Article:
They killed him

Published: June 22, 2016
Amjad Sabri. PHOTO: FILE

Amjad Sabri. PHOTO: FILE

KARACHI: The most pertinent question that this shock and awe begs is why him? Who would want to kill Amjad Sabri? What could he have possibly done? Yes, we have seen a lot of bloodshed in this land but how many killings of mainstream musicians do you recall?

From what I have been able to gather from my association with him over the years, Amjad Sabri was a strange misfit. For puritans of naat, qawwali and manqabat, his eccentricity was too much to accept. What other man of religious hymns shakes a leg alongside TV celebrities on morning shows?

For some, he was too traditional in his singing and outlook. Others were not fond of his political friends. Amjad Sabri himself, however, never really cared.

Amjad Sabri shot dead in Karachi

He wanted to live in the moment; do what all other celebrities do, yet never miss out on playing dabbu in his street. He would sing Muttahida Qaumi Movement’s Jabr Ke Andheron Mein with as much vigour as he would sing his father’s fantastical hymns.

Those associated with the arts usually shy away from sensitive subjects; when was the last time you saw a musician come on national television and diss religious scholars on the subject of music? Amjad Sabri, however, was cut from a different cloth. He never hesitated in taking anyone on. In a society like ours where sectarian lines and groupings are so clearly defined, Amjad Sabri lived life on his own terms. He was as much of a Shia as he was a Sunni, passionate about where he was coming from and what he believed in.

In this short life I have had the privilege of seeing a number of extraordinary people whose intellectual might leave people questioning their very existence. Amjad Sabri was nowhere a man of letters. Yet, his grip on the intellectual and cultural history of Islam was fascinating. I am a witness to him leaving white-haired scholars speechless.

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Some say that his outspokenness cost him his life. That he had said too much on TV. Those who knew him, know that he had been like this ever since he took charge of the mantle of Ghulam Fareed Sabri and Maqbool Ahmed Sabri. No matter how flippant he was in his day-to-day dealings, he never compromised on his principles.

A different career trajectory

There is another fascinating aspect to this man’s personality. One cannot bring to mind a musician who made a name for himself and gained immense popularity without putting out original music, at all. Yes, Amjad Sabri belted out scores of albums and releases. But all of them were either rehashed versions of famous kalams, traditional raags or simply revisions of the creative pursuits of Sabri brothers. His inherited material was enough to last him a lifetime of fame. Wherever he would go, he would be made to recite his father’s qawwalis. That says enough about the Sabris and this prodigal son.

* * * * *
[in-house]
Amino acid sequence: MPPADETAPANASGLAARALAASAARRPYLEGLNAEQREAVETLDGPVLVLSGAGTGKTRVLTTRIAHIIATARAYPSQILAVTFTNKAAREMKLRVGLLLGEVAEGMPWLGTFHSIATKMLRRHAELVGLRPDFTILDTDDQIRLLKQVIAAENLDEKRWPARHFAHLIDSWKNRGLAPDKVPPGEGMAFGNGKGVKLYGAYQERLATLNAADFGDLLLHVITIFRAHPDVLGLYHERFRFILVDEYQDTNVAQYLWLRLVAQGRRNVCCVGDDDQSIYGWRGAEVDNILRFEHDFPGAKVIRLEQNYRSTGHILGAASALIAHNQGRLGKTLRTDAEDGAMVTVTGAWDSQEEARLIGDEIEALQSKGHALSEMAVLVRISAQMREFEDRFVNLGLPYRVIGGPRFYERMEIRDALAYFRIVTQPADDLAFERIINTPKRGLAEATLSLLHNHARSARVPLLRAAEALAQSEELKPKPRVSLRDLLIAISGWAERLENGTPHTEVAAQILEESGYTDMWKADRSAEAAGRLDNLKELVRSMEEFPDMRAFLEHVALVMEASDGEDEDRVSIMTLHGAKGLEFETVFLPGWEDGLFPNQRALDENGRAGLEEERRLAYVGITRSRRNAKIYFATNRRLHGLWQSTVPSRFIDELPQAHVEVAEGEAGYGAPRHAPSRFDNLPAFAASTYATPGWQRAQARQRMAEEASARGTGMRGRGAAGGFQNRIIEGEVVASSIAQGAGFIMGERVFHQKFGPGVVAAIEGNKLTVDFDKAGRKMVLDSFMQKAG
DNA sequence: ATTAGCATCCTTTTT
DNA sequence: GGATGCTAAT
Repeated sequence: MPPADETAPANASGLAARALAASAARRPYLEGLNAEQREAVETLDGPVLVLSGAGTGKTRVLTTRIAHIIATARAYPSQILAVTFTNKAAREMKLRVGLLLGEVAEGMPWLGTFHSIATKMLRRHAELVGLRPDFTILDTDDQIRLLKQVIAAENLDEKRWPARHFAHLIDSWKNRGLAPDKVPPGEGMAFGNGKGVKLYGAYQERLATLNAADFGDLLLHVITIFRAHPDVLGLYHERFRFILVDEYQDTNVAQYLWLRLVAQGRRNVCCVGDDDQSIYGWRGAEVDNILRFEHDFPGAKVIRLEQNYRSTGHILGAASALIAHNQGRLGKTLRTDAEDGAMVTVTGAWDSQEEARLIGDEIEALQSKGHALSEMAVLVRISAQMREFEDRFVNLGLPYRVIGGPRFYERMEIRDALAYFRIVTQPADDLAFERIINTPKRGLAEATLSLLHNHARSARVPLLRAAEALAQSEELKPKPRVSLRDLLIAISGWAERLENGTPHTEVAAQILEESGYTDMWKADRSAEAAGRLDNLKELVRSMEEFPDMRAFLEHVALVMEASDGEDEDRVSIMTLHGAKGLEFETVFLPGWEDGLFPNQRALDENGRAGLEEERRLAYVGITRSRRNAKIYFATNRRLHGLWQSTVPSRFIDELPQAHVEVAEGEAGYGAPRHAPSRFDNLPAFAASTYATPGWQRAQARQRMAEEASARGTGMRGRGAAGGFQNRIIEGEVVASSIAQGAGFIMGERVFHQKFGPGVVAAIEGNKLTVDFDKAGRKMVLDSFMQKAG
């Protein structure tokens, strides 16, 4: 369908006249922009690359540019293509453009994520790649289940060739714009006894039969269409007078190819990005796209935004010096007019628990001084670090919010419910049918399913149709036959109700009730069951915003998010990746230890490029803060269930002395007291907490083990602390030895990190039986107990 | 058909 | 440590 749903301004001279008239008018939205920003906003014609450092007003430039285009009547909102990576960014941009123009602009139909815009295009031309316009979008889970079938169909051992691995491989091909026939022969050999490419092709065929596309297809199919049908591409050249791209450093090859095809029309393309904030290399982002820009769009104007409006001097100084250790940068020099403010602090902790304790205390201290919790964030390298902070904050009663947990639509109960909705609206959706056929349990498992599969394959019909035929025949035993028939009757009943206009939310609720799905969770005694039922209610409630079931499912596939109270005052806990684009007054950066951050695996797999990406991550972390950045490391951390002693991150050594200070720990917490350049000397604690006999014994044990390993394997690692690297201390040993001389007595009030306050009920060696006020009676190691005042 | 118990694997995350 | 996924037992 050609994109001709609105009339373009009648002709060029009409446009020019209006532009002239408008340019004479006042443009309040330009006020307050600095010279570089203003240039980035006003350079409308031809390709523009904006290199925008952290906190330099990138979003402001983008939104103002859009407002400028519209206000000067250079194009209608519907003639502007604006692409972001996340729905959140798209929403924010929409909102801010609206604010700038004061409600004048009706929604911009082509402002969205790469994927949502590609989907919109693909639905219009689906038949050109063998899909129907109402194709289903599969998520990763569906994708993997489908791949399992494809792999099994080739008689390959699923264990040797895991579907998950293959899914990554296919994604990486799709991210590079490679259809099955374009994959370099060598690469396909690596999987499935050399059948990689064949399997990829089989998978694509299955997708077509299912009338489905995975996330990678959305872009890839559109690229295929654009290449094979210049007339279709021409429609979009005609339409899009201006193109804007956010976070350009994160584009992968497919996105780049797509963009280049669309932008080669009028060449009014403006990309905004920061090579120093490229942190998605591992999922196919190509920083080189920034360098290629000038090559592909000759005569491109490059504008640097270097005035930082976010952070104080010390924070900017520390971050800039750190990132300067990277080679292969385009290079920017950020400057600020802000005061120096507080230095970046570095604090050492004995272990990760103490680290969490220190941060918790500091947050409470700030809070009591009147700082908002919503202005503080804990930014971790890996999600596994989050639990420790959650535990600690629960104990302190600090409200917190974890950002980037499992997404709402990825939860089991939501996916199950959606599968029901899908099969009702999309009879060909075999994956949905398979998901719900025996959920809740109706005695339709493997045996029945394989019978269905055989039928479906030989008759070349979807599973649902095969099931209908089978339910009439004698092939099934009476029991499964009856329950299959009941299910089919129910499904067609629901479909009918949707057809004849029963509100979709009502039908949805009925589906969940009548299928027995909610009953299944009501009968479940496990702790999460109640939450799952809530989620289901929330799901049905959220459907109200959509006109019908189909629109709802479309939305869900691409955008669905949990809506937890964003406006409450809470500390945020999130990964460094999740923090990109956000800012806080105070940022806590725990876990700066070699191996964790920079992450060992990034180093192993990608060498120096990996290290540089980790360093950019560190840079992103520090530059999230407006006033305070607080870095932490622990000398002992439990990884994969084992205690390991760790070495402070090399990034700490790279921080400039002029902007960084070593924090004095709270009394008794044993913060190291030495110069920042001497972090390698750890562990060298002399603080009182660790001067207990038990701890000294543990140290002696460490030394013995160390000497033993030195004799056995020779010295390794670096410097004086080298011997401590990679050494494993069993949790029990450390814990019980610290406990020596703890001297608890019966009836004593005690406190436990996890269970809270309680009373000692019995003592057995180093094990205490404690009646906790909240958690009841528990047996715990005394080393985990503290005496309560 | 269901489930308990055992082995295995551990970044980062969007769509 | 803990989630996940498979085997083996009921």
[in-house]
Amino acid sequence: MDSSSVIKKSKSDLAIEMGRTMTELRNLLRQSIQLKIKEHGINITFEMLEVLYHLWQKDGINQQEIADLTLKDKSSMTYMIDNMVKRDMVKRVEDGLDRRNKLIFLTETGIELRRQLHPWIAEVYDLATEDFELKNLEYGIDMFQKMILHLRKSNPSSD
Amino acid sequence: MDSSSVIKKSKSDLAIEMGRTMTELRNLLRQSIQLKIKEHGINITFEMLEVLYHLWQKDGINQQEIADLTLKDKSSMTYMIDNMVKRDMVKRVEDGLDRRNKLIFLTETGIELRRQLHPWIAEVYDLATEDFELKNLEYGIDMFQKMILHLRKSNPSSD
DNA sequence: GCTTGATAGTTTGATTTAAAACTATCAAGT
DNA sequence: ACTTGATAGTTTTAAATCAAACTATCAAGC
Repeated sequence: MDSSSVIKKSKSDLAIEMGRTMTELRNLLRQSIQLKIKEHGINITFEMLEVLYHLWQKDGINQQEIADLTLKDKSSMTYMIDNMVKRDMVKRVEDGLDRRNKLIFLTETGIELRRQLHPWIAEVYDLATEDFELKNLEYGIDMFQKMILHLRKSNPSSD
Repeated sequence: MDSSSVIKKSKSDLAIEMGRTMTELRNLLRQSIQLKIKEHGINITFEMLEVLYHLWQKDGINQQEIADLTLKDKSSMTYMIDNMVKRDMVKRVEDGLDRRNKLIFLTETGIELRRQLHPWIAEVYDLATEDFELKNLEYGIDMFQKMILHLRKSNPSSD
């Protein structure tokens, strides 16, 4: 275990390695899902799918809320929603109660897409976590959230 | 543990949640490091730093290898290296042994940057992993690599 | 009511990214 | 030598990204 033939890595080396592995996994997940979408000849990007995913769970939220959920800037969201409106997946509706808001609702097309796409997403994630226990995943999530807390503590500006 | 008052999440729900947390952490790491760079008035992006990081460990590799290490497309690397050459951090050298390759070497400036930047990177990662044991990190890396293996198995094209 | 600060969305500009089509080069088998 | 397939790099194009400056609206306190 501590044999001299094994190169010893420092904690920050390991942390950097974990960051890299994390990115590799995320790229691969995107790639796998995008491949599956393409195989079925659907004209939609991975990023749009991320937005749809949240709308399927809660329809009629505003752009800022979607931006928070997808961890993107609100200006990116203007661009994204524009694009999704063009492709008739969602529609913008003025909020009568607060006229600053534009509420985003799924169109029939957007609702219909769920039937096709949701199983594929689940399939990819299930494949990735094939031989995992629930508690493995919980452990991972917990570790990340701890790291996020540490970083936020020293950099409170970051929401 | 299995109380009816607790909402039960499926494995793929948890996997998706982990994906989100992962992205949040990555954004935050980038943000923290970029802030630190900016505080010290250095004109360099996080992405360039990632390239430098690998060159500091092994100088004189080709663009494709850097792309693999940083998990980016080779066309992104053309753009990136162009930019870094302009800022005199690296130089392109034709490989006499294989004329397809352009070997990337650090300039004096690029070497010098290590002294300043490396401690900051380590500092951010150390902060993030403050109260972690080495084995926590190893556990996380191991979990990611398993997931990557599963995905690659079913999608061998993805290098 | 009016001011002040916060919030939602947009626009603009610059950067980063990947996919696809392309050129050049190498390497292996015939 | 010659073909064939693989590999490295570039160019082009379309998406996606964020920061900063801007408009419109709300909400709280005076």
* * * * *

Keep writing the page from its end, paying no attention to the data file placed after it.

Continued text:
Formative years

Seeing his father travel the world and gain fame through their primary trade, Amjad Sabri started singing at a very early age, accompanying the Sabri brothers, Pakistan’s most famous qawwals, on stage; trying his hands on the alaap; saying the sargam; improvising during performances. Of all the siblings, he showed flair for singing and his father knew who would carry the legacy forward. Such was the pressure on him that once he had recited a naat at the nearby mosque after Friday prayers. He had left his father sleeping at home but when he returned, Ghulam Fareed Sabri was up and not very happy. He beat the daylight out of the young Amjad, punching him in his chest. “He had heard me on the loudspeaker and I was off key all the while,” Amjad had said.

Nation mourns Amjad Sabri’s death

They say being the son of a famous father is never easy. While the weight of expectations, constant comparisons and taunting break even the brightest of individuals, very few are able to carve an identity for themselves that is far from the shadows of their family members. Numerous musical giants, litterateurs came and went. How many from their kin were able to replace them?

When Amjad Sabri started out, differences with his uncle had added to his challenges. He used to fondly mention the support of renowned eulogist Ustad Sibte Jafar Zaidi from these years. It should not come as a surprise that both men were silenced exactly the same way.

Atif Aslam sang Tajdar-e-Haram last year on Coke Studio and the internet went into a frenzy. For a devout Sabri fan, anyone singing Tajdar-e-Haram other than Amjad Sabri was unacceptable. I inquired from him and he wholeheartedly threw weight behind Atif; the same man who wouldn’t let go of a single error that I would commit while singing. In concealed words he did inform me that his own Coke Studio appearance is not far and that he only had given the show’s team permission to pay tribute to his late father.

The show will run this year too and people will get to see his last-ever recorded performance which could very well be his biggest collaboration after his Bollywood escapades. Something tells me, with Coke Studio, a different Amjad Sabri will live. For long.

Purpose of existence

He used to excitedly recall how he had converted an entire auditorium to Islam in a Scandinavian country, during a performance (he literally had tons of such stories to tell all the time).

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For him, it was his biggest achievement. Bigger than anything he could ever have done. During the many TV debates with scholars of different schools of thought he would defend his trade by citing the example of Khawaja Moinuddin Chishti Ajmeri who would attract people towards his faith through qawwali.

In his own mind, Amjad Sabri had achieved what his predecessor had done, several centuries ago.

Home is where the heart is